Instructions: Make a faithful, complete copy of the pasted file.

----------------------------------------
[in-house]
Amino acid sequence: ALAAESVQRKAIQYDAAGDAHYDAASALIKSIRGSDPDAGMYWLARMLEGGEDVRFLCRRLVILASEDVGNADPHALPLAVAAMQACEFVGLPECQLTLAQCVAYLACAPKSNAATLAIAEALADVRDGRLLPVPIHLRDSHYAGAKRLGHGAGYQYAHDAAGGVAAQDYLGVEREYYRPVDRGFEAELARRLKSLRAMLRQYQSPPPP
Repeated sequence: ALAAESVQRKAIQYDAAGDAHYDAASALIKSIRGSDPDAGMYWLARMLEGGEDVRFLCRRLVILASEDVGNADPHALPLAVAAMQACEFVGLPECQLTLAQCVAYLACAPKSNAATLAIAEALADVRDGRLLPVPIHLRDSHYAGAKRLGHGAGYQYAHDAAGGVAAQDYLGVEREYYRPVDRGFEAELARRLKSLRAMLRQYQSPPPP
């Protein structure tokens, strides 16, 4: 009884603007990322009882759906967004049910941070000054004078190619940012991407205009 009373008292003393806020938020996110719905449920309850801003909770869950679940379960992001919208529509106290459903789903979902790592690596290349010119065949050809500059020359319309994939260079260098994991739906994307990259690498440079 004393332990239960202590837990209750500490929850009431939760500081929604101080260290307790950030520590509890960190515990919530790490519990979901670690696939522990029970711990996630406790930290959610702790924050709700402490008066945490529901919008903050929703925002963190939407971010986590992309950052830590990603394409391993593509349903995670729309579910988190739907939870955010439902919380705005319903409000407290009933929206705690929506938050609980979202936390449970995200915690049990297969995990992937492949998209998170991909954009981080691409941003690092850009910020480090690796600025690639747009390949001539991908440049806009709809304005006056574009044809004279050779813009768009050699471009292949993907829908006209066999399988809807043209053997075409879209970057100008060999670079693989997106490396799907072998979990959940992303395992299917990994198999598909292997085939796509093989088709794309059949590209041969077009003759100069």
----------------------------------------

[in-house]
Amino acid sequence: ALAAESVQRKAIQYDAAGDAHYDAASALIKSIRGSDPDAGMYWLARMLEGGEDVRFLCRRLVILASEDVGNADPHALPLAVAAMQACEFVGLPECQLTLAQCVAYLACAPKSNAATLAIAEALADVRDGRLLPVPIHLRDSHYAGAKRLGHGAGYQYAHDAAGGVAAQDYLGVEREYYRPVDRGFEAELARRLKSLRAMLRQYQSPPPP
Repeated sequence: ALAAESVQRKAIQYDAAGDAHYDAASALIKSIRGSDPDAGMYWLARMLEGGEDVRFLCRRLVILASEDVGNADPHALPLAVAAMQACEFVGLPECQLTLAQCVAYLACAPKSNAATLAIAEALADVRDGRLLPVPIHLRDSHYAGAKRLGHGAGYQYAHDAAGGVAAQDYLGVEREYYRPVDRGFEAELARRLKSLRAMLRQYQSPPPP
């Protein structure tokens, strides 16, 4: 009884603007990322009882759906967004049910941070000054004078190619940012991407205009 009373008292003393806020938020996110719905449920309850801003909770869950679940379960992001919208529509106290459903789903979902790592690596290349010119065949050809500059020359319309994939260079260098994991739906994307990259690498440079 004393332990239960202590837990209750500490929850009431939760500081929604101080260290307790950030520590509890960190515990919530790490519990979901670690696939522990029970711990996630406790930290959610702790924050709700402490008066945490529901919008903050929703925002963190939407971010986590992309950052830590990603394409391993593509349903995670729309579910988190739907939870955010439902919380705005319903409000407290009933929206705690929506938050609980979202936390449970995200915690049990297969995990992937492949998209998170991909954009981080691409941003690092850009910020480090690796600025690639747009390949001539991908440049806009709809304005006056574009044809004279050779813009768009050699471009292949993907829908006209066999399988809807043209053997075409879209970057100008060999670079693989997106490396799907072998979990959940992303395992299917990994198999598909292997085939796509093989088709794309059949590209041969077009003759100069």